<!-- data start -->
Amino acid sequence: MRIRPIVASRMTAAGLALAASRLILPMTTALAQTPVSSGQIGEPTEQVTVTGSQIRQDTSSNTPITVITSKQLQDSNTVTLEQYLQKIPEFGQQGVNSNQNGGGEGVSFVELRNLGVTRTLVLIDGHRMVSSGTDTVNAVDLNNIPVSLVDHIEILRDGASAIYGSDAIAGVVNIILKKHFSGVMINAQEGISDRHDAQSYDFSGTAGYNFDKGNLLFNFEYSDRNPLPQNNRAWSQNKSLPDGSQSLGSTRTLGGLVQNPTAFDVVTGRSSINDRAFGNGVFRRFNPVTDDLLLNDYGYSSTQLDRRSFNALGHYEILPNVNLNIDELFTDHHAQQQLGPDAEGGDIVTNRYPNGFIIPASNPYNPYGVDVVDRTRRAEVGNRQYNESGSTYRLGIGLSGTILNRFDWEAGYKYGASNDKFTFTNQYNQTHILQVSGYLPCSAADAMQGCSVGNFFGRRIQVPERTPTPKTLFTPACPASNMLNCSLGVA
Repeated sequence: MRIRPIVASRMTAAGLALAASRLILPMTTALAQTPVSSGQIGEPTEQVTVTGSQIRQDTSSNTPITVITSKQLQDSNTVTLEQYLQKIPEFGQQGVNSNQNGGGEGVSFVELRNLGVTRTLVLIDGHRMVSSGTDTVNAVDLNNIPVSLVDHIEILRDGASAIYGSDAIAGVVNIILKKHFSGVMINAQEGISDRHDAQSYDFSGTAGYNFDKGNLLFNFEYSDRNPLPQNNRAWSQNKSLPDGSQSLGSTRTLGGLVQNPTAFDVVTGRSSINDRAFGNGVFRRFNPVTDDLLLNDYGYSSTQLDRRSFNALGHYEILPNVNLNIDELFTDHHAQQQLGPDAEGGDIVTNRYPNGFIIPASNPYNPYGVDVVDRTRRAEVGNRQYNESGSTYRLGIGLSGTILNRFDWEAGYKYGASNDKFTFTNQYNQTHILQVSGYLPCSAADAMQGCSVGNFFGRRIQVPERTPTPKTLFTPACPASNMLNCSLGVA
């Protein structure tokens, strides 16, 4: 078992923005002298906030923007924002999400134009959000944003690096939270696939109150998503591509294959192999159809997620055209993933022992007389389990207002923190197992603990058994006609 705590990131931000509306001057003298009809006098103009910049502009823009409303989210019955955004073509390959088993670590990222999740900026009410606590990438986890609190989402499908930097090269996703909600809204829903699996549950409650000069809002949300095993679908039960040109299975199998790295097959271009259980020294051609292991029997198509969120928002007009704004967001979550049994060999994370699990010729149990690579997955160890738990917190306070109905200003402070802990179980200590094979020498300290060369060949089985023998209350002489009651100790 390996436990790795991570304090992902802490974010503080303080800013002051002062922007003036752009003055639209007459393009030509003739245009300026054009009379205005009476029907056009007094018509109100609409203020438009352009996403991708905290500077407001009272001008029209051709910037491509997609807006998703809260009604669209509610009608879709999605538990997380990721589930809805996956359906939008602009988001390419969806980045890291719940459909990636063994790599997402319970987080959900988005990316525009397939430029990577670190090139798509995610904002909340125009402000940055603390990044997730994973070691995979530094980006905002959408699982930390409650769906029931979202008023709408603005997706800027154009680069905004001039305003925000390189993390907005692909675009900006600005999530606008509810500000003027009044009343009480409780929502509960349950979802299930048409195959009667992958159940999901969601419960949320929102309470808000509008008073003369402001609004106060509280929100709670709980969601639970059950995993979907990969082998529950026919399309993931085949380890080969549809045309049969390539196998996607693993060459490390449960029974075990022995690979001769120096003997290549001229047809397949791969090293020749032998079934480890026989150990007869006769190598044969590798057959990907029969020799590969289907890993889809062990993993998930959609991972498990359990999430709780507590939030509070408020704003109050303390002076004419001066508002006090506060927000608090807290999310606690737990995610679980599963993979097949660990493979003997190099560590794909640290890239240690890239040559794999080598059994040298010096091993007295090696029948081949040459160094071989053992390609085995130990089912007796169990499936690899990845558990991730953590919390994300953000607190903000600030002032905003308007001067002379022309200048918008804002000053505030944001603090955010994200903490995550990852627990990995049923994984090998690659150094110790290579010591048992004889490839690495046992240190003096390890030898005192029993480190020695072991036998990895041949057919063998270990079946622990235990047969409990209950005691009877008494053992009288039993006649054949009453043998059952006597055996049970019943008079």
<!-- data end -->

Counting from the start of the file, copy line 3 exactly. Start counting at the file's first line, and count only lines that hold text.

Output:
């Protein structure tokens, strides 16, 4: 078992923005002298906030923007924002999400134009959000944003690096939270696939109150998503591509294959192999159809997620055209993933022992007389389990207002923190197992603990058994006609 705590990131931000509306001057003298009809006098103009910049502009823009409303989210019955955004073509390959088993670590990222999740900026009410606590990438986890609190989402499908930097090269996703909600809204829903699996549950409650000069809002949300095993679908039960040109299975199998790295097959271009259980020294051609292991029997198509969120928002007009704004967001979550049994060999994370699990010729149990690579997955160890738990917190306070109905200003402070802990179980200590094979020498300290060369060949089985023998209350002489009651100790 390996436990790795991570304090992902802490974010503080303080800013002051002062922007003036752009003055639209007459393009030509003739245009300026054009009379205005009476029907056009007094018509109100609409203020438009352009996403991708905290500077407001009272001008029209051709910037491509997609807006998703809260009604669209509610009608879709999605538990997380990721589930809805996956359906939008602009988001390419969806980045890291719940459909990636063994790599997402319970987080959900988005990316525009397939430029990577670190090139798509995610904002909340125009402000940055603390990044997730994973070691995979530094980006905002959408699982930390409650769906029931979202008023709408603005997706800027154009680069905004001039305003925000390189993390907005692909675009900006600005999530606008509810500000003027009044009343009480409780929502509960349950979802299930048409195959009667992958159940999901969601419960949320929102309470808000509008008073003369402001609004106060509280929100709670709980969601639970059950995993979907990969082998529950026919399309993931085949380890080969549809045309049969390539196998996607693993060459490390449960029974075990022995690979001769120096003997290549001229047809397949791969090293020749032998079934480890026989150990007869006769190598044969590798057959990907029969020799590969289907890993889809062990993993998930959609991972498990359990999430709780507590939030509070408020704003109050303390002076004419001066508002006090506060927000608090807290999310606690737990995610679980599963993979097949660990493979003997190099560590794909640290890239240690890239040559794999080598059994040298010096091993007295090696029948081949040459160094071989053992390609085995130990089912007796169990499936690899990845558990991730953590919390994300953000607190903000600030002032905003308007001067002379022309200048918008804002000053505030944001603090955010994200903490995550990852627990990995049923994984090998690659150094110790290579010591048992004889490839690495046992240190003096390890030898005192029993480190020695072991036998990895041949057919063998270990079946622990235990047969409990209950005691009877008494053992009288039993006649054949009453043998059952006597055996049970019943008079």